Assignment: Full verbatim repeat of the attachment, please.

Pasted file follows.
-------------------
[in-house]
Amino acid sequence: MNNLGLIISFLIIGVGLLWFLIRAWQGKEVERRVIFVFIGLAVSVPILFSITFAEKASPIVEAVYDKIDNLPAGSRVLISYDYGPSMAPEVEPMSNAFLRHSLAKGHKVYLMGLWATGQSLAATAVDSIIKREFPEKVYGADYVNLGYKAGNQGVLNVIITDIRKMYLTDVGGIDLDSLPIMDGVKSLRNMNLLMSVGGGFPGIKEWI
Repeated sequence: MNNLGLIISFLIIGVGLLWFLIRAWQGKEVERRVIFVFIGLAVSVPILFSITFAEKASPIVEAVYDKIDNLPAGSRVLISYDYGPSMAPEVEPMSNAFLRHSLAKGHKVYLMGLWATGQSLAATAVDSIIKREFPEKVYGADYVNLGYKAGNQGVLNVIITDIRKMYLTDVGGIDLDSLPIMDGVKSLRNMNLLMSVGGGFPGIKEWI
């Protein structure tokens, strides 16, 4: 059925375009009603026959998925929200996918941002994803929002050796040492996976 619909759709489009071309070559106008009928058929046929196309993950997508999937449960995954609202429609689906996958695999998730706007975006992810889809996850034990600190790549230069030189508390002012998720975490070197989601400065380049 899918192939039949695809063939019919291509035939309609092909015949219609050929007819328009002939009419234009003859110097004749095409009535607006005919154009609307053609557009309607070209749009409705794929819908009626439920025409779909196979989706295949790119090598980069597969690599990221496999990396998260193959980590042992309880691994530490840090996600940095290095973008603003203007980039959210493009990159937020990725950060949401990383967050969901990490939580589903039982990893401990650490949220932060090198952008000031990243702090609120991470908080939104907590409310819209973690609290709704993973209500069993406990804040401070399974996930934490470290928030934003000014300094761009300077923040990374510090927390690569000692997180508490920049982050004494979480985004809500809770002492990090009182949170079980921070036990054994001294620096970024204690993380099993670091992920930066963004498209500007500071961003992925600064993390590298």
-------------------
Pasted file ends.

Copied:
[in-house]
Amino acid sequence: MNNLGLIISFLIIGVGLLWFLIRAWQGKEVERRVIFVFIGLAVSVPILFSITFAEKASPIVEAVYDKIDNLPAGSRVLISYDYGPSMAPEVEPMSNAFLRHSLAKGHKVYLMGLWATGQSLAATAVDSIIKREFPEKVYGADYVNLGYKAGNQGVLNVIITDIRKMYLTDVGGIDLDSLPIMDGVKSLRNMNLLMSVGGGFPGIKEWI
Repeated sequence: MNNLGLIISFLIIGVGLLWFLIRAWQGKEVERRVIFVFIGLAVSVPILFSITFAEKASPIVEAVYDKIDNLPAGSRVLISYDYGPSMAPEVEPMSNAFLRHSLAKGHKVYLMGLWATGQSLAATAVDSIIKREFPEKVYGADYVNLGYKAGNQGVLNVIITDIRKMYLTDVGGIDLDSLPIMDGVKSLRNMNLLMSVGGGFPGIKEWI
């Protein structure tokens, strides 16, 4: 059925375009009603026959998925929200996918941002994803929002050796040492996976 619909759709489009071309070559106008009928058929046929196309993950997508999937449960995954609202429609689906996958695999998730706007975006992810889809996850034990600190790549230069030189508390002012998720975490070197989601400065380049 899918192939039949695809063939019919291509035939309609092909015949219609050929007819328009002939009419234009003859110097004749095409009535607006005919154009609307053609557009309607070209749009409705794929819908009626439920025409779909196979989706295949790119090598980069597969690599990221496999990396998260193959980590042992309880691994530490840090996600940095290095973008603003203007980039959210493009990159937020990725950060949401990383967050969901990490939580589903039982990893401990650490949220932060090198952008000031990243702090609120991470908080939104907590409310819209973690609290709704993973209500069993406990804040401070399974996930934490470290928030934003000014300094761009300077923040990374510090927390690569000692997180508490920049982050004494979480985004809500809770002492990090009182949170079980921070036990054994001294620096970024204690993380099993670091992920930066963004498209500007500071961003992925600064993390590298």